5. Have they become a major threat to the security forces?
  6. Have their activities led to internalization of terrorism in Nigeria?
  7. Could their dangerous activities undermine Nigeria’s national security?

1.4       Purpose of the Study                       

In  order  to  formulate  viable  long  term  solutions  to  combat  terrorism in  Nigeria,  it  is  necessary  to  investigate  the  root  causes  of  internal terrorism in the country.  Investigating  the  political,  economic,  social  and  environmental  causes  of

internal terrorism  will  be  the  primary  objective  of  this  study.  Also,  the correlation  between  internal terrorism and national security will be investigated.

Hence,  a  specific  objective  will  be  to  illuminate  and  explore  the  concept  of  internal terrorists and to look into how they influence the Nigerian society.

Also the study will investigate the physical manifestations of terrorist acts from 1999 to 2012. Establishing  the  modus  operandi  of  terrorist groups  will  enable  relevant  actors  to  establish  viable short term solutions to combat internal terrorism.

Lastly, the likelihood of terrorism spreading to other parts of Africa will be investigated.

1.5       Scope of the Study 

The study examines internal security and its strategic implication for national security in Nigeria. The research begins from 1999, a year which is significant in Nigerian history as it ushered in the Fourth Republic under the democratically elected government of President Olusegun Obasanjo. The research terminates in 2012 as much of the terrorist activities up to date featured between 2009 and 2012. To this, the research analyse  the  concept  of  internal  terrorism and national security. The  analysis  will  explore  why  internal  terrorism occurs in Nigeria, and the factors which facilitate this. Hence, the study will focus  on  aspects  such  as  the  historical  background  of  internal terrorism in Nigeria; the Nigerian security environment;  and  the counter-terrorist  policies  which  the Nigerian government pursued to maintain national security from 1999 to 2012.

1.6       Limitations of the Study

In producing such a work like this, the problem confronting the researcher is not the scarcity of materials but its availability some of which are bias in their presentation. Moreso, this research work is contemporary and politically sensitive.  The researcher therefore is confronted with the problem of interpretation of the actions of terrorist groups as well as counter-terrorist approach of the Nigerian government as some of the policies initiated are still an on-ongoing process.

            Finally, there is the question of time and fund which may serve as impediments to this research.  Nevertheless, these limitating factors will greatly be managed to make the research work more objective in its presentation.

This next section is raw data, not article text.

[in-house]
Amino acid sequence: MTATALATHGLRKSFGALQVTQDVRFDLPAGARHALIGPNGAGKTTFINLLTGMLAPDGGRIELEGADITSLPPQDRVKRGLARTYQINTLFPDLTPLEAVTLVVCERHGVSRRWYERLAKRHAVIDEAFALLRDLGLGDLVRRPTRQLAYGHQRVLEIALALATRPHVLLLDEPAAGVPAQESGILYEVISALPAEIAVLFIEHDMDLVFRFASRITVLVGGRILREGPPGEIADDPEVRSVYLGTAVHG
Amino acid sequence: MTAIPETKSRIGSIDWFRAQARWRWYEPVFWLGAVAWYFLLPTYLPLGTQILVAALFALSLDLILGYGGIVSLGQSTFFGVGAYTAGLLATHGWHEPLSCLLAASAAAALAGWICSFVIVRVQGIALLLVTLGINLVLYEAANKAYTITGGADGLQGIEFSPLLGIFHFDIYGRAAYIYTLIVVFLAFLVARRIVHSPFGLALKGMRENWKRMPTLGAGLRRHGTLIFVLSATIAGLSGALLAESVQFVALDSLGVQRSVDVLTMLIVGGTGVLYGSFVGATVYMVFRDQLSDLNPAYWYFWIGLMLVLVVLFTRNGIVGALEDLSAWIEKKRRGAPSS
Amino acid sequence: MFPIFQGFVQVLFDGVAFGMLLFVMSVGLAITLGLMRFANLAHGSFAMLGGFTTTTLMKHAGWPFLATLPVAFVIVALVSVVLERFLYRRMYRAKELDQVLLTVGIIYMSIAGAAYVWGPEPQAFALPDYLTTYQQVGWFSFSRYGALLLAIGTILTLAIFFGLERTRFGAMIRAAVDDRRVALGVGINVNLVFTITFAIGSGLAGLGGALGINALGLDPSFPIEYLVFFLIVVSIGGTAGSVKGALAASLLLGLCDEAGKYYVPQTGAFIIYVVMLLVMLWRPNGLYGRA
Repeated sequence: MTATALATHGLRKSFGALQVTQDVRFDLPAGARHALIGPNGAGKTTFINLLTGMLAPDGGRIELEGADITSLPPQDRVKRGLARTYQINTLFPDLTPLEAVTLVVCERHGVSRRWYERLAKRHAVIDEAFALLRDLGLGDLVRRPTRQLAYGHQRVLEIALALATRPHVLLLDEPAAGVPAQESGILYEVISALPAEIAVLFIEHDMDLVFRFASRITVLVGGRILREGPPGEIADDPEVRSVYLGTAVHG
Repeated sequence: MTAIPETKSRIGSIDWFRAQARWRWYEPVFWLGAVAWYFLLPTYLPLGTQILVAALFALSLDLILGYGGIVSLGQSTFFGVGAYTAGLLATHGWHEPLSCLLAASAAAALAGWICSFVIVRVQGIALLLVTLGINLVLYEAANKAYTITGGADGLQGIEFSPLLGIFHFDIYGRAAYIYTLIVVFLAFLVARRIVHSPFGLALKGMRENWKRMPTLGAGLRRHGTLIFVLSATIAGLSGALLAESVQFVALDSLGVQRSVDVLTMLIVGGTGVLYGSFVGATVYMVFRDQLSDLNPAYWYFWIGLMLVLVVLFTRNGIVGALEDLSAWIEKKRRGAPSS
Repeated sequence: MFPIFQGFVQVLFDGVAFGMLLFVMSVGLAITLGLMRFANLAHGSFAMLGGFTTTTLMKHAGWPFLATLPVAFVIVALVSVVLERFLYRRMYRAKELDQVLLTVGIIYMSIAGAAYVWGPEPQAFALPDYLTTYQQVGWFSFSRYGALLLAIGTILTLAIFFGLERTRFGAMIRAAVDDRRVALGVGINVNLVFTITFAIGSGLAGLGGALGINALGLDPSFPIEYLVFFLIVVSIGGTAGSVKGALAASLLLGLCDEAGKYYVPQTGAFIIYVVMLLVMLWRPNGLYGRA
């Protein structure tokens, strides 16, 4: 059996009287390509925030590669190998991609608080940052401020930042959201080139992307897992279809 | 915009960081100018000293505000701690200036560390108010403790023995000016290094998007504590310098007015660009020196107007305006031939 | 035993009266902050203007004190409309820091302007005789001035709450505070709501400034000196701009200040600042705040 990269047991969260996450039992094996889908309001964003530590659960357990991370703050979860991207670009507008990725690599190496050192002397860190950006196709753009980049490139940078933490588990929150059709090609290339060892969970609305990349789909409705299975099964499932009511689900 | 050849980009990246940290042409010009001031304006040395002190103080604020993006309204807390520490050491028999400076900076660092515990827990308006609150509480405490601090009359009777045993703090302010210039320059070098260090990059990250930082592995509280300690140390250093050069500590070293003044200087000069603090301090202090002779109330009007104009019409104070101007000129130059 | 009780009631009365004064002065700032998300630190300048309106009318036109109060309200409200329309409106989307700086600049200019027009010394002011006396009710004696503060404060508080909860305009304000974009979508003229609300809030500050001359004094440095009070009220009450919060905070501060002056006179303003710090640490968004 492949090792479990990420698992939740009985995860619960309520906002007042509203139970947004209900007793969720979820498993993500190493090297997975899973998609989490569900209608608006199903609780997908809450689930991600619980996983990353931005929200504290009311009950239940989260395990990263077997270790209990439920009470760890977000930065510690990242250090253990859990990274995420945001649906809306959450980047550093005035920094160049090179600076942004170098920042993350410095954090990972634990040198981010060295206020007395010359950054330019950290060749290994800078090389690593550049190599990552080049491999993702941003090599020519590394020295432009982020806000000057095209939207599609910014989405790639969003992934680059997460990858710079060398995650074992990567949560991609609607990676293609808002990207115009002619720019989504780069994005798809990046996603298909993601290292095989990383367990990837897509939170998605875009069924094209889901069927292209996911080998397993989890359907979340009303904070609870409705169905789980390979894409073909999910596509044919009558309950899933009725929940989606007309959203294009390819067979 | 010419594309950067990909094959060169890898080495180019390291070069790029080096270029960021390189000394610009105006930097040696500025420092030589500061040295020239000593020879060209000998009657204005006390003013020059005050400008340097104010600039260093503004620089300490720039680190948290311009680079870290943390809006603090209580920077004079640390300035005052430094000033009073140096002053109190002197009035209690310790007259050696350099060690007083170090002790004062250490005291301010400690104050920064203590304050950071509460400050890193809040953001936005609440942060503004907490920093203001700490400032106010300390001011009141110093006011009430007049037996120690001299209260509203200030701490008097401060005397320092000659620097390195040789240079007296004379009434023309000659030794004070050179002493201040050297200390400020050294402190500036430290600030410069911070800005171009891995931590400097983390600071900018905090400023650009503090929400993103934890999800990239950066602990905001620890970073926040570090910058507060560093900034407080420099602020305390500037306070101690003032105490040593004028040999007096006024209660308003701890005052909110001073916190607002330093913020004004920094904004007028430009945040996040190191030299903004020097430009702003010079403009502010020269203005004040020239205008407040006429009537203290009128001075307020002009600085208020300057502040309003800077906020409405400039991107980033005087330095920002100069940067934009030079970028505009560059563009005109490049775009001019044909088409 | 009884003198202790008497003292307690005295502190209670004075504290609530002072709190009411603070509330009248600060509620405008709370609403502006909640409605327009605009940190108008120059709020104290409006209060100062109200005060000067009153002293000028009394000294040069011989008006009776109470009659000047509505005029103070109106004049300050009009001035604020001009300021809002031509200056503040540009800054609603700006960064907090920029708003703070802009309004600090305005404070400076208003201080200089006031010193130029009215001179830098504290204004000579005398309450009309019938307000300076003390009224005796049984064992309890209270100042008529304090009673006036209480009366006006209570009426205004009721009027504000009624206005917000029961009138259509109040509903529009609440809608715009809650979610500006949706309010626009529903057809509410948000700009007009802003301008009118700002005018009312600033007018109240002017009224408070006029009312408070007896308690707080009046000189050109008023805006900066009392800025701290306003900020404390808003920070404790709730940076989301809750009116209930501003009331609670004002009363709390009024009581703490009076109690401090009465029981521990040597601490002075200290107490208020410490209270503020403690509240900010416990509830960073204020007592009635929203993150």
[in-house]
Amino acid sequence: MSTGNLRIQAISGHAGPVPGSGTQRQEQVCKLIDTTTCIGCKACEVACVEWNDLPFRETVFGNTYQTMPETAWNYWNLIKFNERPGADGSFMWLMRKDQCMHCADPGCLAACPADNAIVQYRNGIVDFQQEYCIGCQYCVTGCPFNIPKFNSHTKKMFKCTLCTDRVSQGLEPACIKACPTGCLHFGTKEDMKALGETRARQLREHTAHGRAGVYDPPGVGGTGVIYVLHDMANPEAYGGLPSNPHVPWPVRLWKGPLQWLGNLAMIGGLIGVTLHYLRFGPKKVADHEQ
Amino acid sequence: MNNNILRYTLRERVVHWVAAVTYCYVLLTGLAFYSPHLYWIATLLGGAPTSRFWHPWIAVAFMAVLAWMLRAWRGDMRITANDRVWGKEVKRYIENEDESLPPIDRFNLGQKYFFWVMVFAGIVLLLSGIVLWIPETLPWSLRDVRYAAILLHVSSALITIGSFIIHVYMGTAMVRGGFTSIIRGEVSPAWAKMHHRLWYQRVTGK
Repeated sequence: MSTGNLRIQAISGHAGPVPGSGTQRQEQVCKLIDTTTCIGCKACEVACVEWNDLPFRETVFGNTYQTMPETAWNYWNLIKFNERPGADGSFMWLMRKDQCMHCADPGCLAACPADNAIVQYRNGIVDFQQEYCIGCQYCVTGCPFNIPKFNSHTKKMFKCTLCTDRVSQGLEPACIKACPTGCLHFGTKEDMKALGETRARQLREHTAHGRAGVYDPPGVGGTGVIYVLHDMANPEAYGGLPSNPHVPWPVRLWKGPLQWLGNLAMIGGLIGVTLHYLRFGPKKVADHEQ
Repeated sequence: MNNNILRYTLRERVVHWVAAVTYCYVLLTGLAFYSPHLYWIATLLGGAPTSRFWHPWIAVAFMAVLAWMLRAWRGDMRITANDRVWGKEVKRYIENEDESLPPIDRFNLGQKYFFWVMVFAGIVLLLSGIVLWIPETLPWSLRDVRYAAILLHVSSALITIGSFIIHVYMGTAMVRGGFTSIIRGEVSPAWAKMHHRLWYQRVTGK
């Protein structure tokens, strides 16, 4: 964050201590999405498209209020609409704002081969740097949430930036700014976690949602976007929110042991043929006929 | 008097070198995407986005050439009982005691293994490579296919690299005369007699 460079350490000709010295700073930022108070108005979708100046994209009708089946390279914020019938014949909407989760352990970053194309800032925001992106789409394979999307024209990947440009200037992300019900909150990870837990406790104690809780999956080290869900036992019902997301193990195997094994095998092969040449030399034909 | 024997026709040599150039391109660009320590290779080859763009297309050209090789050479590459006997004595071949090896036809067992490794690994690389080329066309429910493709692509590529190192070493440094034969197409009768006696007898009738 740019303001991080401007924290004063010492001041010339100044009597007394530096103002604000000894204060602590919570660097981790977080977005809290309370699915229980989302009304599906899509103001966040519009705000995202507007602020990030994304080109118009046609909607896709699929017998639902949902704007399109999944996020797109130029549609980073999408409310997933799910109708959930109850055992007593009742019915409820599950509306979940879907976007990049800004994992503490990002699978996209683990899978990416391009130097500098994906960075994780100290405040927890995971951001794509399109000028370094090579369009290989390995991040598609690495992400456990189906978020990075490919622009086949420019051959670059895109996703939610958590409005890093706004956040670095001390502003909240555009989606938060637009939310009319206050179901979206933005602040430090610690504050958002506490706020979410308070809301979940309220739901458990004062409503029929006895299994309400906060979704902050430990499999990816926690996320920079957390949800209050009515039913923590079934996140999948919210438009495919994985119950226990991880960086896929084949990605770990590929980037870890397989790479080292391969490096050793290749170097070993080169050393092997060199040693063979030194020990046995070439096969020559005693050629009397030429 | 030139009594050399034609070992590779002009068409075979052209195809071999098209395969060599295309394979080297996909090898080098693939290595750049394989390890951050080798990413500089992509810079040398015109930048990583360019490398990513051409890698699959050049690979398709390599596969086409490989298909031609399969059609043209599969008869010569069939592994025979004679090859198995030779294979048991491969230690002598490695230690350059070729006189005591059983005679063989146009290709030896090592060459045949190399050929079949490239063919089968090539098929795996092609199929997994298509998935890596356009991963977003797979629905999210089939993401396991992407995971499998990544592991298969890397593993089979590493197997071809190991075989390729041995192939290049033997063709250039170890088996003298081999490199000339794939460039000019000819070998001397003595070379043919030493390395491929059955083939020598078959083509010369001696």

1.7       Significance of the Study               

The problem of internal terrorism and its implication for national security in Nigeria is central to this research. It analyses the implication of internal terrorism for Nigeria in the international community. It is on this basis that this study is important for certain reasons.

First, the study is of paramount importance to decision makers and the citizens for it traces the historical development of internal terrorism in Nigeria, emphasizing how corruption, ethno-politics, resource control, bad governance, poverty, coups and counter coups, etc have all added to the rise of internal terrorism in Nigeria.

Second, the importance of Nigeria as a global source of energy inevitably has resulted in a significant international presence in the country; in particular the USA, China and Britain who depend on Nigeria for a large part of their oil imports have a significant political and economic presence. It is no coincidence that these countries in particular have been pivotal  to  the  counterterrorism  policies  of  Nigeria  and  in  training  their  military  for specific counterterrorism functions. Thus the international involvement of stakeholders in  internal terrorism in  Nigeria becomes critical to this study as it raised  more  questions  about  who  counter-terrorism policies  are  enacted  for,  for  what  purpose. In essence, the research will provoke further questions on internal terrorism in Nigeria.

Third, this research work will help in providing information on the internal factors that affects counter-terrorism in Nigeria, and what it holds for other countries undergoing the challenges of internal terrorism. With successful amnesties and dialogue having taken place in the Niger Delta with the Movement for the Emancipation  of  the  Niger  Delta  (MEND) and the recent ceasefire announcement of the Boko Haram terrorist group, it means that internal terrorism could be won by the government through peaceful dialogue.

Fourth, it is useful to scholars’ especially diplomatic historians, political scientists, economists and international relations experts who are conducting research in related fields.

Finally, the political and military class will learn, through this study, the need for them to be patriotic.

1.8       Research Methodology

Historical research method was used in carrying out this study. A critical examination of the dramatic evolution of ethnic militant groups to the rise of a more violent Boko Haram, was analyzed using findings from both primary and secondary sources. The primary sources include written documents such as government publications, letters, correspondence, documentaries and newspapers. Moreover, this study depended on secondary sources such as books, journals, conference proceedings and internet sources which are to be explored to enrich this work.